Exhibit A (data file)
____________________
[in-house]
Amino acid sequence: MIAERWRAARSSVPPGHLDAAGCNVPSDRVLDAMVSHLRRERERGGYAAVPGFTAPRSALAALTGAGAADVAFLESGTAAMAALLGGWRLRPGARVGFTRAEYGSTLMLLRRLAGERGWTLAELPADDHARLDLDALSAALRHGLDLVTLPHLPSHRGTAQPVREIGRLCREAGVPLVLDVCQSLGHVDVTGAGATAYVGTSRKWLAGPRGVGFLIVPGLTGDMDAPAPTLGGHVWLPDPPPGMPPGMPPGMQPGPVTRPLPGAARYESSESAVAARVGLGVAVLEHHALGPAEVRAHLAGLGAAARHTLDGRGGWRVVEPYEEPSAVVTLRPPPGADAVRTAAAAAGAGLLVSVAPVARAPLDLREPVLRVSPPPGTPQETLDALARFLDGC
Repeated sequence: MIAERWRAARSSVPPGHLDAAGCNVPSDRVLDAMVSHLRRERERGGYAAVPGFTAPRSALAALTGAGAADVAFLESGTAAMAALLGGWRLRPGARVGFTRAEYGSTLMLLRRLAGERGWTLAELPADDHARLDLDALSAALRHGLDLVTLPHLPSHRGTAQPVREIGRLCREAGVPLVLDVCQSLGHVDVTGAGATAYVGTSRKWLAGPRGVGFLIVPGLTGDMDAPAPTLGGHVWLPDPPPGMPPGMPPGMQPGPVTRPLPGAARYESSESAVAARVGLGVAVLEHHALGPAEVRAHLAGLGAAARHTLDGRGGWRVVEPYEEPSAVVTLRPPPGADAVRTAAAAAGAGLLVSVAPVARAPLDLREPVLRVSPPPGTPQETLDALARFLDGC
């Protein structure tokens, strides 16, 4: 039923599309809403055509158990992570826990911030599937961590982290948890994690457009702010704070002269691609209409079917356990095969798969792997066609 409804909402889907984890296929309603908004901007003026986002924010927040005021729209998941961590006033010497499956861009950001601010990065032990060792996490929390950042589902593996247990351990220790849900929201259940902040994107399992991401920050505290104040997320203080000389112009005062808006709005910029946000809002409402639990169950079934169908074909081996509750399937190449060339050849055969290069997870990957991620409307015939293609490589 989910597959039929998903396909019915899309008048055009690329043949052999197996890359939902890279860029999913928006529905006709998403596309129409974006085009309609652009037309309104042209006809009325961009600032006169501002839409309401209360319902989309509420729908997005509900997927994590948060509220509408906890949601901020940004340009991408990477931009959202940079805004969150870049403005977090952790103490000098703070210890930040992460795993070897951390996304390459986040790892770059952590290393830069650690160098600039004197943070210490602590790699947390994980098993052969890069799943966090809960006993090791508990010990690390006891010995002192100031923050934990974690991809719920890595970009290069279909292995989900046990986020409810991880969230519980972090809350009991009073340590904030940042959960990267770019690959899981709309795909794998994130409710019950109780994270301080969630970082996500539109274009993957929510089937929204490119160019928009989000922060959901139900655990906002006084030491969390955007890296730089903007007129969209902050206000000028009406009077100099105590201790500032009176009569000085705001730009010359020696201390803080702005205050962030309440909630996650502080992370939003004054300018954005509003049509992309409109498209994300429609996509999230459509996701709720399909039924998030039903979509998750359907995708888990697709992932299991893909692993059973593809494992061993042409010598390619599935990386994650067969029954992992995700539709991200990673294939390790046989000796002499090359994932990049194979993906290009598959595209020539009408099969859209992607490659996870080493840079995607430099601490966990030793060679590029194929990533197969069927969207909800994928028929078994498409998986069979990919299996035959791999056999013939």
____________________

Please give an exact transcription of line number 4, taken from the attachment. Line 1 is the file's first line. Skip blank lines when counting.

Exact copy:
């Protein structure tokens, strides 16, 4: 039923599309809403055509158990992570826990911030599937961590982290948890994690457009702010704070002269691609209409079917356990095969798969792997066609 409804909402889907984890296929309603908004901007003026986002924010927040005021729209998941961590006033010497499956861009950001601010990065032990060792996490929390950042589902593996247990351990220790849900929201259940902040994107399992991401920050505290104040997320203080000389112009005062808006709005910029946000809002409402639990169950079934169908074909081996509750399937190449060339050849055969290069997870990957991620409307015939293609490589 989910597959039929998903396909019915899309008048055009690329043949052999197996890359939902890279860029999913928006529905006709998403596309129409974006085009309609652009037309309104042209006809009325961009600032006169501002839409309401209360319902989309509420729908997005509900997927994590948060509220509408906890949601901020940004340009991408990477931009959202940079805004969150870049403005977090952790103490000098703070210890930040992460795993070897951390996304390459986040790892770059952590290393830069650690160098600039004197943070210490602590790699947390994980098993052969890069799943966090809960006993090791508990010990690390006891010995002192100031923050934990974690991809719920890595970009290069279909292995989900046990986020409810991880969230519980972090809350009991009073340590904030940042959960990267770019690959899981709309795909794998994130409710019950109780994270301080969630970082996500539109274009993957929510089937929204490119160019928009989000922060959901139900655990906002006084030491969390955007890296730089903007007129969209902050206000000028009406009077100099105590201790500032009176009569000085705001730009010359020696201390803080702005205050962030309440909630996650502080992370939003004054300018954005509003049509992309409109498209994300429609996509999230459509996701709720399909039924998030039903979509998750359907995708888990697709992932299991893909692993059973593809494992061993042409010598390619599935990386994650067969029954992992995700539709991200990673294939390790046989000796002499090359994932990049194979993906290009598959595209020539009408099969859209992607490659996870080493840079995607430099601490966990030793060679590029194929990533197969069927969207909800994928028929078994498409998986069979990919299996035959791999056999013939």